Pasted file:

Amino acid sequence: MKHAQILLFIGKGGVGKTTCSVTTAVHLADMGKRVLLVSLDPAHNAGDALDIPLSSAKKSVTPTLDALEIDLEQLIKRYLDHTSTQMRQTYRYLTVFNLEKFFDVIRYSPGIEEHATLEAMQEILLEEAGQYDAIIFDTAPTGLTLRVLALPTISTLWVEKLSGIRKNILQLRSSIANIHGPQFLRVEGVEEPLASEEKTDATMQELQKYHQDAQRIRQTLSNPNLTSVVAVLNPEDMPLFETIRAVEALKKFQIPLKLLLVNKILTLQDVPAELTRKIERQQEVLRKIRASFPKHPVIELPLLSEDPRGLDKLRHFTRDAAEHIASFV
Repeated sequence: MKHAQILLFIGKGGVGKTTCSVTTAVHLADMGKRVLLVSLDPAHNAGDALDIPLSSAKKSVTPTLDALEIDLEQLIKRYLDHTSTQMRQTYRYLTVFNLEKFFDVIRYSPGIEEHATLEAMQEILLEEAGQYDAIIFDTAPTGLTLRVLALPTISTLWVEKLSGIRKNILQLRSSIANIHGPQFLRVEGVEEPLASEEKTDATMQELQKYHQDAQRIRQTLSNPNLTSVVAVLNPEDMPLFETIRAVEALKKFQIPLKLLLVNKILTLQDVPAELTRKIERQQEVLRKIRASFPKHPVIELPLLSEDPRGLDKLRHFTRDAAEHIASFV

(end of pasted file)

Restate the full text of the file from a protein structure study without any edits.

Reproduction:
Amino acid sequence: MKHAQILLFIGKGGVGKTTCSVTTAVHLADMGKRVLLVSLDPAHNAGDALDIPLSSAKKSVTPTLDALEIDLEQLIKRYLDHTSTQMRQTYRYLTVFNLEKFFDVIRYSPGIEEHATLEAMQEILLEEAGQYDAIIFDTAPTGLTLRVLALPTISTLWVEKLSGIRKNILQLRSSIANIHGPQFLRVEGVEEPLASEEKTDATMQELQKYHQDAQRIRQTLSNPNLTSVVAVLNPEDMPLFETIRAVEALKKFQIPLKLLLVNKILTLQDVPAELTRKIERQQEVLRKIRASFPKHPVIELPLLSEDPRGLDKLRHFTRDAAEHIASFV
Repeated sequence: MKHAQILLFIGKGGVGKTTCSVTTAVHLADMGKRVLLVSLDPAHNAGDALDIPLSSAKKSVTPTLDALEIDLEQLIKRYLDHTSTQMRQTYRYLTVFNLEKFFDVIRYSPGIEEHATLEAMQEILLEEAGQYDAIIFDTAPTGLTLRVLALPTISTLWVEKLSGIRKNILQLRSSIANIHGPQFLRVEGVEEPLASEEKTDATMQELQKYHQDAQRIRQTLSNPNLTSVVAVLNPEDMPLFETIRAVEALKKFQIPLKLLLVNKILTLQDVPAELTRKIERQQEVLRKIRASFPKHPVIELPLLSEDPRGLDKLRHFTRDAAEHIASFV